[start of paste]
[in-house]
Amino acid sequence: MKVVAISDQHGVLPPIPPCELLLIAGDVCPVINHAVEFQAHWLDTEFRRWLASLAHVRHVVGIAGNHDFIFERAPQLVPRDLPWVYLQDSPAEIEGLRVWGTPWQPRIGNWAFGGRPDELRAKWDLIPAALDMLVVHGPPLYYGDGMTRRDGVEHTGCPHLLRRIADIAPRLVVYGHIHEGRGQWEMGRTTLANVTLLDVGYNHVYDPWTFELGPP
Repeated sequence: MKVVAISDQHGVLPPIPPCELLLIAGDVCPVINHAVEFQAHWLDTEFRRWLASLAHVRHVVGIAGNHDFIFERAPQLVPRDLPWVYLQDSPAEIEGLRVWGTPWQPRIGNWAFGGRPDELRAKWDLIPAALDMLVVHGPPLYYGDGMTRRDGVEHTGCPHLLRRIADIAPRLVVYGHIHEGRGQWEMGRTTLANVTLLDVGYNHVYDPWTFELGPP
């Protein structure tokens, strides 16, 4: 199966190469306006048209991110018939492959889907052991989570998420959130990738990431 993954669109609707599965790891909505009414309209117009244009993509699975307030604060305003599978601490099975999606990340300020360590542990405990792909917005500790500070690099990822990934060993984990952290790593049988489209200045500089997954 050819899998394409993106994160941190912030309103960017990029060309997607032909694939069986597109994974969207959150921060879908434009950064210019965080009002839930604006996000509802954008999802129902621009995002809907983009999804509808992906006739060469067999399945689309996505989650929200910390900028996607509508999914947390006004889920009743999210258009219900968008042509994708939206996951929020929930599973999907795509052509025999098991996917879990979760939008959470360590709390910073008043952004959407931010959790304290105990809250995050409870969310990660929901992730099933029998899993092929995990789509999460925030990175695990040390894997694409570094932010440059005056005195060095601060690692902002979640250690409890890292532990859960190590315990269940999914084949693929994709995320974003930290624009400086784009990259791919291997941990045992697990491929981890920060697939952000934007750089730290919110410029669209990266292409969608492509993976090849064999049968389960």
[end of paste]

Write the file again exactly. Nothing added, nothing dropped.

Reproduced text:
[in-house]
Amino acid sequence: MKVVAISDQHGVLPPIPPCELLLIAGDVCPVINHAVEFQAHWLDTEFRRWLASLAHVRHVVGIAGNHDFIFERAPQLVPRDLPWVYLQDSPAEIEGLRVWGTPWQPRIGNWAFGGRPDELRAKWDLIPAALDMLVVHGPPLYYGDGMTRRDGVEHTGCPHLLRRIADIAPRLVVYGHIHEGRGQWEMGRTTLANVTLLDVGYNHVYDPWTFELGPP
Repeated sequence: MKVVAISDQHGVLPPIPPCELLLIAGDVCPVINHAVEFQAHWLDTEFRRWLASLAHVRHVVGIAGNHDFIFERAPQLVPRDLPWVYLQDSPAEIEGLRVWGTPWQPRIGNWAFGGRPDELRAKWDLIPAALDMLVVHGPPLYYGDGMTRRDGVEHTGCPHLLRRIADIAPRLVVYGHIHEGRGQWEMGRTTLANVTLLDVGYNHVYDPWTFELGPP
């Protein structure tokens, strides 16, 4: 199966190469306006048209991110018939492959889907052991989570998420959130990738990431 993954669109609707599965790891909505009414309209117009244009993509699975307030604060305003599978601490099975999606990340300020360590542990405990792909917005500790500070690099990822990934060993984990952290790593049988489209200045500089997954 050819899998394409993106994160941190912030309103960017990029060309997607032909694939069986597109994974969207959150921060879908434009950064210019965080009002839930604006996000509802954008999802129902621009995002809907983009999804509808992906006739060469067999399945689309996505989650929200910390900028996607509508999914947390006004889920009743999210258009219900968008042509994708939206996951929020929930599973999907795509052509025999098991996917879990979760939008959470360590709390910073008043952004959407931010959790304290105990809250995050409870969310990660929901992730099933029998899993092929995990789509999460925030990175695990040390894997694409570094932010440059005056005195060095601060690692902002979640250690409890890292532990859960190590315990269940999914084949693929994709995320974003930290624009400086784009990259791919291997941990045992697990491929981890920060697939952000934007750089730290919110410029669209990266292409969608492509993976090849064999049968389960």